Guitar String Names 101 – A Comprehensive Guide You Must Read Now

Have you just begun your journey with the guitar? Need to learn the guitar string names?

As a beginner guitar player, learning the names of the guitar strings should be at the top of your list of things to do.

Learning the names of the open(unfretted) strings is one of the most important things you can do! Completing this task will set you up for future success with the guitar.

Many of the things you will learn as you progress will build upon you knowing the names of the open strings.

So, “How do I learn the guitar string names?” you might ask. There’s no need to look elsewhere. This guide has what you need!

In this post, you will learn the string letter name as well as the number name. Yes, you can name them in two different ways.

But don’t worry, it’s not complicated. We will assume going forward that your guitar is tuned to standard (A440) tuning. If you don’t know what A440 is, then have a look at this

We will also assume that you are using a standard six-string guitar. 

The naming convention will be the same for a twelve-string guitar. 

A Little Refresher Before We Start

Before we get started with guitar string names, we will go back to look at some basics. We name notes after the first seven letters of the alphabet. A, B, C, D, E, F, and G.

On the keyboard, these would be the white keys.

These seven notes are called Natural Notes. Natural notes are notes that contain no “accidentals”.

That’s a fancy way of saying they don’t contain any sharps or flats. We only use natural notes to name the open guitar strings.

The guitar has only six strings. No accidentals are used in naming the open strings in standard tuning.

If you have never heard the term “accidental”, then you might consider reading up on this article.

Two of the guitar strings have the same letter name…E. So we only need five letters (E, A, D, G, and B) to name all the strings on a guitar.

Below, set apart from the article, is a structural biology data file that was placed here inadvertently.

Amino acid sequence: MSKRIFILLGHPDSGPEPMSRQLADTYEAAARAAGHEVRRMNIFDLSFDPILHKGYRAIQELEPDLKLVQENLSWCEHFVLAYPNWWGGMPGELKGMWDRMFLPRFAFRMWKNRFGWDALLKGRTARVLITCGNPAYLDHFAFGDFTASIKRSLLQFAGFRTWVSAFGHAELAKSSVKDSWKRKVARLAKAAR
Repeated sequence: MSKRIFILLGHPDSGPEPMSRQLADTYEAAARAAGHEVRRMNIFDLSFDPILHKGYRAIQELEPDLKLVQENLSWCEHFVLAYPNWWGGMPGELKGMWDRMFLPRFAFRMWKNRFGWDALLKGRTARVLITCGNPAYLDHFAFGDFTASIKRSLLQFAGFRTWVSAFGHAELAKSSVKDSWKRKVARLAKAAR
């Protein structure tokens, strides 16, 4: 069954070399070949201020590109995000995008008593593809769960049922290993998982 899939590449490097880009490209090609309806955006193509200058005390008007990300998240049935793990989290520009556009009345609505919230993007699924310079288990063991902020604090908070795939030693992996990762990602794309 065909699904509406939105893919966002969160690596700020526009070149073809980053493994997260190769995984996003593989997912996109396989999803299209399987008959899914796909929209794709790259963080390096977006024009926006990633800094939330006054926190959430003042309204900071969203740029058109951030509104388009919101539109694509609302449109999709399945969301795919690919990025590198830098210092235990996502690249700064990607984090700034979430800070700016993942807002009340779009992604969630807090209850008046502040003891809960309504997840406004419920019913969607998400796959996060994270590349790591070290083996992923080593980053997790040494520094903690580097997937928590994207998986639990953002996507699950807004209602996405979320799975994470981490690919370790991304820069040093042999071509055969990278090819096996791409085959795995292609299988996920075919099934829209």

Guitar String Names: A Number and a Letter

The guitar strings themselves have two names. They have a number name and a letter name. To get started let’s begin with the number names of the strings.

The guitar strings are numbered 1-6. They start with the bottom (skinniest) string going up to the sixth (fattest) string. 

Now that you’ve got the number names in your head, let’s move on to the letter names. 

We use the first seven letters of the alphabet(A, B, C, D, E, F, and G)to name notes. For the open strings of the guitar, only five of the letters are needed…A, B, D, E, and G.

guitar letter names on fretboard, guitar string names

There are some things to know that can help you remember the string names.

Notice that string 1 and string 6 have the same letter name. They are both E. We call string 1 the high E. It is higher in pitch.

We refer to string 6 as the low E. It is lower in pitch.

The fifth string is A. 

Consider the following phrase. Ed-Guh- Buh. Where Ed = EAD, Guh = G, and Buh = BE.

Ed Guh Buh = EADGBE

String 1. E (High E)

String 2. B

String 3. G

String 4. D

String 5. A

String 6. E (Low E)

Memorizing the Names

It is very important to memorize the letter names and number names as quickly as you can.

A good way to do this is to pick one string at a time and say its name aloud as you play each string.